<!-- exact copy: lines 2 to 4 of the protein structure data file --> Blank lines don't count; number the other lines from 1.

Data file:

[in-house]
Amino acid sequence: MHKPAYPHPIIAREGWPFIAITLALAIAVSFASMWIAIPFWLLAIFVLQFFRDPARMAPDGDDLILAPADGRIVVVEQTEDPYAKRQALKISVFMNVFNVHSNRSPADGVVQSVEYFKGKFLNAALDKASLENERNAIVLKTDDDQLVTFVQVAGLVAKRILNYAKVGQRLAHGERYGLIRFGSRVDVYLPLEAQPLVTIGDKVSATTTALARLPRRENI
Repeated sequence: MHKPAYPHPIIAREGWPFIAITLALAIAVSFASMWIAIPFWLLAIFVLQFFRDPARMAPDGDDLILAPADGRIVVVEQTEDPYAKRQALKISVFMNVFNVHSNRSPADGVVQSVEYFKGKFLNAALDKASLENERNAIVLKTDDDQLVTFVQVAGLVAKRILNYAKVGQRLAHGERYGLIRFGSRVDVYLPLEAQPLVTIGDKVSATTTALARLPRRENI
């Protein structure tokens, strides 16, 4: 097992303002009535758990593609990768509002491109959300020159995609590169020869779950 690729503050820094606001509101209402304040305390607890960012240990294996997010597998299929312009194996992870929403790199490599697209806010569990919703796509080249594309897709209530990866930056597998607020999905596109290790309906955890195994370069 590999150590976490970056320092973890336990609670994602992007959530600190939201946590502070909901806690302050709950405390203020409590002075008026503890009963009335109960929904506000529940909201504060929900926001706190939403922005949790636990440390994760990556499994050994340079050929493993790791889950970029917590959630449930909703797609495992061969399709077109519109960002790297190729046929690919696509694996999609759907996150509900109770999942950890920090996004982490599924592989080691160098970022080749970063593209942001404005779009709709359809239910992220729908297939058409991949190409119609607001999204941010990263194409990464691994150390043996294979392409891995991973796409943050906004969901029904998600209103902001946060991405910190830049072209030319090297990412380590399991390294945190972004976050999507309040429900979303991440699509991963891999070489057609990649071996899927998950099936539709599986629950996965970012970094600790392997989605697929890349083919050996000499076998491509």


Amino acid sequence: MHKPAYPHPIIAREGWPFIAITLALAIAVSFASMWIAIPFWLLAIFVLQFFRDPARMAPDGDDLILAPADGRIVVVEQTEDPYAKRQALKISVFMNVFNVHSNRSPADGVVQSVEYFKGKFLNAALDKASLENERNAIVLKTDDDQLVTFVQVAGLVAKRILNYAKVGQRLAHGERYGLIRFGSRVDVYLPLEAQPLVTIGDKVSATTTALARLPRRENI
Repeated sequence: MHKPAYPHPIIAREGWPFIAITLALAIAVSFASMWIAIPFWLLAIFVLQFFRDPARMAPDGDDLILAPADGRIVVVEQTEDPYAKRQALKISVFMNVFNVHSNRSPADGVVQSVEYFKGKFLNAALDKASLENERNAIVLKTDDDQLVTFVQVAGLVAKRILNYAKVGQRLAHGERYGLIRFGSRVDVYLPLEAQPLVTIGDKVSATTTALARLPRRENI
């Protein structure tokens, strides 16, 4: 097992303002009535758990593609990768509002491109959300020159995609590169020869779950 690729503050820094606001509101209402304040305390607890960012240990294996997010597998299929312009194996992870929403790199490599697209806010569990919703796509080249594309897709209530990866930056597998607020999905596109290790309906955890195994370069 590999150590976490970056320092973890336990609670994602992007959530600190939201946590502070909901806690302050709950405390203020409590002075008026503890009963009335109960929904506000529940909201504060929900926001706190939403922005949790636990440390994760990556499994050994340079050929493993790791889950970029917590959630449930909703797609495992061969399709077109519109960002790297190729046929690919696509694996999609759907996150509900109770999942950890920090996004982490599924592989080691160098970022080749970063593209942001404005779009709709359809239910992220729908297939058409991949190409119609607001999204941010990263194409990464691994150390043996294979392409891995991973796409943050906004969901029904998600209103902001946060991405910190830049072209030319090297990412380590399991390294945190972004976050999507309040429900979303991440699509991963891999070489057609990649071996899927998950099936539709599986629950996965970012970094600790392997989605697929890349083919050996000499076998491509």